Content is a powerful tool for every business—a way to build brand authority, customer trust, and a high-performing sales funnel. It’s so important, in fact, that it’s used by nearly 90 percent of businesses. Yet many of these businesses find that their content strategy “isn’t working.”
Because each piece of your content marketing strategy feeds into the other, from creation to distribution and analytics, simply forgetting to tag links, for example, can throw everything off. This makes it seem as though your content strategy isn’t working, when really, it’s just missing a few pieces.
Below are five common reasons why your content marketing strategy may not be working. Consider what you’re missing, patch the gaps, and keep creating.
In a world overflowing with content of all forms, value is what sets you apart. Anyone can write a blog post on the first thing that comes to mind. Not everyone can create targeted content meant to provide value to a specific subset of people.
Relevance is critical to content success. “The content you’re producing must address your specific audience’s interest and needs—providing them with overall value and satisfaction,” says Holly Rollins, president of 10X Digital and 3-time CMI Content Maven winner.
She continues, “The end goal of a successful content marketing strategy is to position yourself as an industry leader and build trusting relationships with your audience. When people trust what a company has to say, they will remember that feeling when they’re ready to purchase.”
Fix it: Establish specific goals as part of your overall strategy, along with benchmarks so you can compare and learn as you analyze content success. One goal might be to drive 20 leads from your blog in Q1. When you check the numbers you can easily say, “Yes this is working,” or “No this is not” and pivot as necessary.
Without data, you’re guessing. This rarely leads to creating effective content that can drive leads, engagement, and brand authority. Without knowing what your audience likes and which topics they care about most, how can you create content that they’ll care about? In most cases, you can’t.
Fix it: Create a monthly data report where you look at traffic along with top visited pieces of content. Note that the “top content” will depend on your goals (visits, engagement, time on page, leads-driven, etc.). Now ask yourself: How can we replicate this content? You may find themes in style (lists format question title) or topics, for example, which you can use to plan new content.
Certain types of content do better when shared (distributed) through different channels. Known as targeted content distribution, this is one of the most important aspects of content promotion.
“The key is to share your content strategically,” says Anne Murphy, former Director of Content at Kapost. “Don’t try to push every asset on every channel. Otherwise, you’ll have too much to share and your audience will get overwhelmed by the amount of content you’re asking them to consume.”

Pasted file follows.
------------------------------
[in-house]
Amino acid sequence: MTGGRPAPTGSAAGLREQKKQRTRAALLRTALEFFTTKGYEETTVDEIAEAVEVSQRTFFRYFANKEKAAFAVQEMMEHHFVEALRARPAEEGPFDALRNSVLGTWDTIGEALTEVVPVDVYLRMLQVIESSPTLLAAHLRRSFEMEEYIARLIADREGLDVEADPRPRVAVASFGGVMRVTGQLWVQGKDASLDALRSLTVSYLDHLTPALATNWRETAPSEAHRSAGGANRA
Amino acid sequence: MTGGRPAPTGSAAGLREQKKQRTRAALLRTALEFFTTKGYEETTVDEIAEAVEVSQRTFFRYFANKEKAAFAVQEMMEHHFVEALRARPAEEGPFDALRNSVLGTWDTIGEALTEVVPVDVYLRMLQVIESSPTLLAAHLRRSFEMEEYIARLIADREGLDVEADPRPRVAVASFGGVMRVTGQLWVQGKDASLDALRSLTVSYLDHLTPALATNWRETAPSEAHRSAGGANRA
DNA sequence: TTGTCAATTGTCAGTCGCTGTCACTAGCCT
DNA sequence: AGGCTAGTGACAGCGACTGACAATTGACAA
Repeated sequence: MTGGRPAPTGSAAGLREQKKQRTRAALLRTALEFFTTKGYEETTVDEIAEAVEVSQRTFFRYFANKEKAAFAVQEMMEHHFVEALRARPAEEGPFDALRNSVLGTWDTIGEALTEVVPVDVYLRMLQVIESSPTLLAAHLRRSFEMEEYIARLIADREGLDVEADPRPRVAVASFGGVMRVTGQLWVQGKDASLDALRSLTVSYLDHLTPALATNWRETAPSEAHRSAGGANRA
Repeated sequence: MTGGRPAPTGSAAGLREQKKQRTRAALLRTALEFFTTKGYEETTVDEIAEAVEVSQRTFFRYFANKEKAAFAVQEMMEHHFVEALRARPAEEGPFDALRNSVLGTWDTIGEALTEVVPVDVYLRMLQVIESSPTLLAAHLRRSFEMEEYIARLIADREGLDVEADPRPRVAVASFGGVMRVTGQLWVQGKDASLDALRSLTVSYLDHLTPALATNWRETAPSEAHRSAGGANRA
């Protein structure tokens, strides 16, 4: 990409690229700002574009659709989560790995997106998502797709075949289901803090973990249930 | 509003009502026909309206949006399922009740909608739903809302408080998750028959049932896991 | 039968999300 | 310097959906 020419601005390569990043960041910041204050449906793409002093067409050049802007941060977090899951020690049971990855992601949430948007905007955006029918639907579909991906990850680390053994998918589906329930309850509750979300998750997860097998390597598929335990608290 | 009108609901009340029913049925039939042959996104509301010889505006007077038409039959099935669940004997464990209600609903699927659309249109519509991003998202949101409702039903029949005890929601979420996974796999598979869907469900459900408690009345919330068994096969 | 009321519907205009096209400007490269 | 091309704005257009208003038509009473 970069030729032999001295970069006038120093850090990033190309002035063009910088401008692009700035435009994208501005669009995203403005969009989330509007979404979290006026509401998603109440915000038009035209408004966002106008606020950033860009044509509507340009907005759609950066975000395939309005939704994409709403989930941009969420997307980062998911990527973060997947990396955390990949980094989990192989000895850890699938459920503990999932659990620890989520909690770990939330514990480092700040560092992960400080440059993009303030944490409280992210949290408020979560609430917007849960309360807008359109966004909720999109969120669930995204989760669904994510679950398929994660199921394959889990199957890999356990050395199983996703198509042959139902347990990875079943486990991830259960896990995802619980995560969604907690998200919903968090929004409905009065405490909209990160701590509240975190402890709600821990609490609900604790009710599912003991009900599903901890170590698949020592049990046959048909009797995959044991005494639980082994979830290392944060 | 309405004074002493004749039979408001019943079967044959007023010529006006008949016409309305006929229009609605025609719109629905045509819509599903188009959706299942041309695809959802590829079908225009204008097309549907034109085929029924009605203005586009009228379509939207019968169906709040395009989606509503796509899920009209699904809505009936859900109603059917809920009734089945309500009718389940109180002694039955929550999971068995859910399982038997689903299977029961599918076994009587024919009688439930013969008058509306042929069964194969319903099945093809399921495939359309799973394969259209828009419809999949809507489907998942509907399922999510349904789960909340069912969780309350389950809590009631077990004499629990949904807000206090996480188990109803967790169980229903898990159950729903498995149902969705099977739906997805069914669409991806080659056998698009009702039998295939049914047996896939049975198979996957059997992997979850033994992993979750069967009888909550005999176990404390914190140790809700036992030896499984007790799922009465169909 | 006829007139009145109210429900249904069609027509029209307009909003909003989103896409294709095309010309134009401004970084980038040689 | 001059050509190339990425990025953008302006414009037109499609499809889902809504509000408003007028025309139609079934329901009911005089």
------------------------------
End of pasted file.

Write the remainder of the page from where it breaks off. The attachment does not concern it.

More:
Not only might your audience be overwhelmed, but you also won’t get as much engagement as you could for each piece. For example, Facebook is becoming a video-centric platform while Twitter is still best for engaging with influencers and sharing articles. Segmenting your content in this way allows for maximum exposure and interest, making it an important part of the content strategy.
Remember that while social is the main marketing distribution channel for content, email, Quora, republishing (Medium), podcasts, and blogger or influencer outreach are all important as well.
Fix it: Add distribution metrics to your monthly content data report. You’ll soon start to see a pattern emerge that you can use a blueprint for effective promotion and distribution.
To create high-value, effective content, you need to think outside of marketing. What are the most popular questions the sales team gets? What are you overall business goals? What experts do you have in-house?
Content can be a hugely effective tool for driving leads and sales and promoting your brand. When it’s not aligned with business objectives or created with the customer in mind, however, it will never achieve its potential.
Speaking to people who work with these details every day will give you greater insight, allowing you to build a more robust and effective content calendar.
Fix it: Connect with the sales and business development teams each quarter. Ask questions about company objectives, popular customer complaints, common questions being asked, etc. Consider how content can help with 1 to 3 of those company priorities and what questions it can answer to help move potential customers through the funnel.
If you’re not tracking your content efforts, you’ll never know how to improve them. Luckily, once it’s set up, tracking content is quick and easy. When using Google Analytics, you can add UTM parameters to the end of your links. This is easy to set up with the URL builder here. Other tools like Mixpanel have their own tracking system in place that you’ll need to implement.
When everything is set, be sure to start tracking in a few important spots:
It’s not that your content marketing strategy isn’t working. It’s likely that you’re just missing a few important pieces that are throwing the rest off. Keep these reasons in mind as you assess your content strategy. Consider where you can make changes and then test and track to see if it’s working better.
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